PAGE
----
SOAR Analysis Template for Strategic Planning

What is a SOAR Analysis & How to Do It Right [+Template]

Conduct SOAR analysis & use Coda’s SOAR analysis template to identify your individual or business’ strengths, opportunities, aspirations & results.
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SOAR analysis is a simple evaluation model that helps new businesses to discover their strengths and potential. It shares some similarities with SWOT analysis; however, they aren’t the same.
It offers a different approach to analyzing an organization, and many managers find it a good alternative for dealing with opportunities.
There’s plenty to know about this evaluation model, and this article covers all you need to know. Here, we’ll consider the following:
What is a SOAR analysis?
Why you should perform SOAR analysis
SOAR analysis advantages and disadvantages
7 Tips to conduct SOAR analysis the right way
How to conduct SOAR analysis with an editable SOAR analysis template
SOAR analysis template FAQs

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What is a SOAR analysis?
SOAR stands for Strength, Opportunities, Aspirations, and Results. It was invented by Jacqueline Stavros, David Cooperrider, and Lynn Kelley in 2003.
Where a SWOT analysis includes Weaknesses, SOAR analysis focuses on the positive parts of the organization. If SWOT analysis were the grumpy uncle of the family, SOAR analysis is the hipster cousin.
So instead of focusing on weaknesses, SOAR helps identify areas where a business is doing well and how it can improve.
As with a SWOT analysis, a SOAR analysis will very well include drawing up a 2 x 2 matrix with the four resulting sections composed of the acronym.
We’ll now have a more detailed explanation of what each quadrant includes.
This section determines what makes your organization unique and better than the competition.
It’s an essential quadrant because it’s these strengths that the manager can leverage and build on to optimize opportunities.
When filling out this quadrant, some questions to ask might include:
What makes our organization unique?
What is our unique selling point (USP)
What assets do we possess that are better than the competition?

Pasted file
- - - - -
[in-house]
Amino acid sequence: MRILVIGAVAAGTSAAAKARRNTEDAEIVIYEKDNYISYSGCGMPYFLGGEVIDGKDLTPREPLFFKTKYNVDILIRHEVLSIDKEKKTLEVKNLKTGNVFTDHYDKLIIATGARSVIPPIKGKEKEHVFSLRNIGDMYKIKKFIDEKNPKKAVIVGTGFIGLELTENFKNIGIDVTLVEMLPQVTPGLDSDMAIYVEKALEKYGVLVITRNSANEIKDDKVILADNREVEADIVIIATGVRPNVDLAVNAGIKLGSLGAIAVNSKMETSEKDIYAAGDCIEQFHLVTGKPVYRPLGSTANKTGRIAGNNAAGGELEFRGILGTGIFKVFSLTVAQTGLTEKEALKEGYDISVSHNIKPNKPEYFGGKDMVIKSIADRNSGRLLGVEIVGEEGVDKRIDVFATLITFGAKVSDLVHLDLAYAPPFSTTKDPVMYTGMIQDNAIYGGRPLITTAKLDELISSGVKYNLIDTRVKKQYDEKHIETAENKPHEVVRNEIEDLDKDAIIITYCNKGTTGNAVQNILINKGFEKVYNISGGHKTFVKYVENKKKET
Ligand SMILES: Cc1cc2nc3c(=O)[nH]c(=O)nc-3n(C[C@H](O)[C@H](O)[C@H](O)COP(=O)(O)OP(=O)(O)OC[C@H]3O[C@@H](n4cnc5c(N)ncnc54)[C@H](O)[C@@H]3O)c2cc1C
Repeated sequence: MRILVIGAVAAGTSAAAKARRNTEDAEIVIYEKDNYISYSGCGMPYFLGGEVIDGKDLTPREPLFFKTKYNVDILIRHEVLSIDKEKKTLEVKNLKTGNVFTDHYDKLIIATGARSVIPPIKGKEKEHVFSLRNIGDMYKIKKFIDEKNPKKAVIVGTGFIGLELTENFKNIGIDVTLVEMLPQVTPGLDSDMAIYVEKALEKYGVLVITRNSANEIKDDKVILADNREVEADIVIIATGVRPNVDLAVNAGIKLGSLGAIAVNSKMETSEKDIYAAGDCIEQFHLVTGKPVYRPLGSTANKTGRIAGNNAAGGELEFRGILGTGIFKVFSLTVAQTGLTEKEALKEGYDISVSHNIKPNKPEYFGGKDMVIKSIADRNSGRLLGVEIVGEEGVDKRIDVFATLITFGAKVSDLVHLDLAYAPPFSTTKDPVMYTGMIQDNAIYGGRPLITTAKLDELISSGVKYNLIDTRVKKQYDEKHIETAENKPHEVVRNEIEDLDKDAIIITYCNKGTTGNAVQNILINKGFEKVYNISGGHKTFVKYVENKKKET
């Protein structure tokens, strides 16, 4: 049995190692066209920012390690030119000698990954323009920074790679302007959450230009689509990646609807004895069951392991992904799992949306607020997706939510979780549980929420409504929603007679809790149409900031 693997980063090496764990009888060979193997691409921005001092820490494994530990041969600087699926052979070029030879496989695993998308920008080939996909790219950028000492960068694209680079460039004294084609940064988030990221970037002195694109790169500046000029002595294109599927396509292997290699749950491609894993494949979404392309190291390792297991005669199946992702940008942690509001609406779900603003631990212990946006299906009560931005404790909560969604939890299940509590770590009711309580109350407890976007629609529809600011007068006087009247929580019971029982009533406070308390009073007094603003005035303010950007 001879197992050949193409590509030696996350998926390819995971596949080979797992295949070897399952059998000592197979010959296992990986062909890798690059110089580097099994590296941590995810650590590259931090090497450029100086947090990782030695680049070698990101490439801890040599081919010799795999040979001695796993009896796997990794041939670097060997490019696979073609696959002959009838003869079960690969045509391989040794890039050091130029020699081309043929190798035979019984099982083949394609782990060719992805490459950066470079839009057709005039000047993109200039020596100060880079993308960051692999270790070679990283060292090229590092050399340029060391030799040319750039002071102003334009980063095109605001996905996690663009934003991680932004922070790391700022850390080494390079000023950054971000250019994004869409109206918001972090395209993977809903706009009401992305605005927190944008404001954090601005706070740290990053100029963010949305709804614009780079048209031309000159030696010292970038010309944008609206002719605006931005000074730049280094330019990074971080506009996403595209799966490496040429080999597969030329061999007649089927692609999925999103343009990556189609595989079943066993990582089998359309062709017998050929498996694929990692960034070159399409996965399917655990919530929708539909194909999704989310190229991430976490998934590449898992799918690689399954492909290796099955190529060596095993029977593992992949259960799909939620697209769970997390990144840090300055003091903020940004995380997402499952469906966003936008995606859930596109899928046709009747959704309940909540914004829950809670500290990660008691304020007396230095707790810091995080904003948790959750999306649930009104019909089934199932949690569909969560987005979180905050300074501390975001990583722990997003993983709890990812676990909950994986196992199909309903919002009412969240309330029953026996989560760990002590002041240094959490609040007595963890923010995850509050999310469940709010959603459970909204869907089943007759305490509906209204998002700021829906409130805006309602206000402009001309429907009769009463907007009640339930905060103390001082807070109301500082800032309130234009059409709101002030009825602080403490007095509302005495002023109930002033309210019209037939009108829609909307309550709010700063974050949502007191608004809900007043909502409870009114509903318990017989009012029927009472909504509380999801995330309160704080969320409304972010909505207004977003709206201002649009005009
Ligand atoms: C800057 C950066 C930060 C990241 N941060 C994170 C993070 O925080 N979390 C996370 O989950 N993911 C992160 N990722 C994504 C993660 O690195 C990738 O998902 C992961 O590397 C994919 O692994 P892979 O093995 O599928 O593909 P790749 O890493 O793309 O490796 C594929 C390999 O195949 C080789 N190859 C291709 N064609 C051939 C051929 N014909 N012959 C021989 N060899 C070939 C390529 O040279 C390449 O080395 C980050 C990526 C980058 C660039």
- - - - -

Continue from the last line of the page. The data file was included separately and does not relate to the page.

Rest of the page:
Answering these questions is a first step to creating a Strength quadrant that will provide genuine value.
The Opportunities quadrant highlights the conditions that your organization can use to improve the odds of success.
Identifying these conditions can mean the difference between thriving and barely surviving down the road.
Some questions that can help you to fill out this quadrant include:
What trends can we take advantage of right now?
What are our best opportunities?
Can we create partnerships to increase our market share? If so, with whom?
What gaps can we fill in the existing market?
Can we move into new markets?
What pain points do customers have that we can fulfill?
Perhaps more than any other quadrant, the Aspiration quadrant is the heart of a SOAR framework. Here, you determine your aspirations for the future. These aspirations are built on the Strengths quadrant.
Note, though, that aspirations differ from your company’s overall vision. While the company vision might be long-term, aspirations are usually shorter. For example, the company might aim to be the most prominent ecommerce store globally, but the aspiration might be first to become the biggest ecommerce store in the state.
Filling this quadrant can be challenging, but the following questions can help set you and the team on the right path:
What do we want to stand for?
What do we aim to achieve?
What should our company look like in the next ten years?
Just like the Aspirations built on Strength, Results also builds on Aspirations. What this means is that aspirations are quantified with results.